The Coast News Group
Emilita Moll harvests squash at the Carlsbad Senior Garden on Pine Street. Moll said in the Philippines, she was raised to use every part of the squash, including skin and seeds. Photo by Andi Koller
ColumnsJano's Garden

Jano’s Garden: Preserving your fall harvest one squash at a time

In order for your garden to serve you well, this is the time to gather all that is ripe and create healthy soups and stews made from your vegetable harvest.

As I walk through the Pine Street Community Garden in Carlsbad, each gardener has their own overflow, which if not processed now will turn to seed or fall off the vine.

In the case of many tomatoes, the indeterminate variety (such as many of the cherry and small tomatoes) will produce for the next month, and then die off.

One of the most prolific crops in our Senior Garden was squash.

Butternut squash, zucchini and spaghetti squash all flourished in the raised beds, which received full sun all day. 


Winter squash and small pumpkins are often left in the field because they become so prolific (ours produced over 10 two pound beauties, but we ended up giving many away to other gardeners).

As with other squash, the winter butternut squash flesh is heavy and full of golden goodness, unlike the summer squash, which must be used almost immediately or they rot either on the vine or on your kitchen table.

Various squash can be slow-cooked along with hearty greens, such as kale, onions and garlic for flavor and white beans for protein. Courtesy photo

Emilita Moll, one of my students at the Carlsbad Senior Garden on Pine Street, loves to assist in the garden planting and maintenance, and is our expert in utilizing garden greens and squash.

Since she was born in the Philippines, and now lives in Carlsbad, she brings to our group years of gardening experience and healthy cooking methods.

“In the Philippines we use every part of the vegetable. With the squash, I use the pulp, the seeds and even the skin.

The squash can be combined with any variety of greens in a crockpot or large stockpot, simmered in stock until the squash gets soft.

“Adding beans (either white beans, pinto or black) will add to the protein content and fill you up. I always add onions and garlic to give it a deeper flavor.”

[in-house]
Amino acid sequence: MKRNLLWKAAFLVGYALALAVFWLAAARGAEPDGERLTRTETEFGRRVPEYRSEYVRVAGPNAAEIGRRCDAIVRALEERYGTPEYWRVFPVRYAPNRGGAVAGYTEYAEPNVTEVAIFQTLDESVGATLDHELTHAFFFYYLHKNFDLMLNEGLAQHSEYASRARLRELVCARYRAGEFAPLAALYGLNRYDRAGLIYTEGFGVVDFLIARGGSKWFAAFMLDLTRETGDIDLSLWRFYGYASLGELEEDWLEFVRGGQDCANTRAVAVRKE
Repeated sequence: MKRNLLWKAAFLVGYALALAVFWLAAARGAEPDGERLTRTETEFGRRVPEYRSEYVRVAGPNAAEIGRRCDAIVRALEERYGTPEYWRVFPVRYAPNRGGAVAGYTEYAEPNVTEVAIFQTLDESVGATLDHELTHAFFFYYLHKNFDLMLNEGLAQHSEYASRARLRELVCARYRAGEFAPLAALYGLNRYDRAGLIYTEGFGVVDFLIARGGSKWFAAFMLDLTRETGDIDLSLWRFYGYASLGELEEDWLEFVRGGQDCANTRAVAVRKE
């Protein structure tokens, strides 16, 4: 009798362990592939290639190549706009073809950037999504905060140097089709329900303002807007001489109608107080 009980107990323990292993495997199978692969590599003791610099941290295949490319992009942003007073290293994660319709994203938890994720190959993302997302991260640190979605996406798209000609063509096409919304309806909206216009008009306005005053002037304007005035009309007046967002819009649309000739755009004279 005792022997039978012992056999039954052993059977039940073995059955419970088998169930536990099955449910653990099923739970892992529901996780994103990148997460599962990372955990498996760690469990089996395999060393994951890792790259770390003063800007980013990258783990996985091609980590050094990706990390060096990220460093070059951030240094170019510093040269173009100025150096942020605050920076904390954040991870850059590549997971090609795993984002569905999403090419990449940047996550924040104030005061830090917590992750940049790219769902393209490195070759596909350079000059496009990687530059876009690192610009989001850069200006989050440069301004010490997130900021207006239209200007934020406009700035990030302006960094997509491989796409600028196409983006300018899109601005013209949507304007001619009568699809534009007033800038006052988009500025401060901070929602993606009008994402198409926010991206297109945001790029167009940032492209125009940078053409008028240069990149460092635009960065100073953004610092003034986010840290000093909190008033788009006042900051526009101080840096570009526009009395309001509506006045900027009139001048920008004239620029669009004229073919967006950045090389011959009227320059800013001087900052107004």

I have had the pleasure of learning new recipes for vegetables from all the gardeners at the Carlsbad Senior Garden.

Emilita shared with the group her philosophy of cooking to promote good health.

“In the Phillipines we eat lots of greens every day,” Emilita said. “The greens keep your body healthy and are easy to grow.”

This year at the garden we experimented with many new greens, including Bok Choi and all varieties of kale.

Fellow gardener Dan Roberts brought an envelope of tiny Bok Choi seeds and we all tried to germinate them.

To our pleasant surprise, every one of the 100 seeds we tried germinated, so we were giving away seedlings to anyone who would take them.

We have also experimented with Amaranth, which is a grain that not many Americans are familiar with.

“Amaranth is basically made up of over 60 species of grains that have been around for around 8,000 years,”  according to Healthline. “It typically has a nutty flavor and is versatile in terms of the dishes it can be used for. It’s also gluten-free and has high levels of protein, antioxidants, fiber, and other crucial nutrients.”

It has been a pleasure to work with all the gardeners at the Carlsbad Senior Center Community Garden over the past summer.

The Senior Garden Club is open to any senior in the Carlsbad area, and interested gardeners can call (760) 602-4650 to register.

Jano Nightingale is a horticulturist and Master Gardener, and teaches gardening classes in North County. Contact her at [email protected] for more information.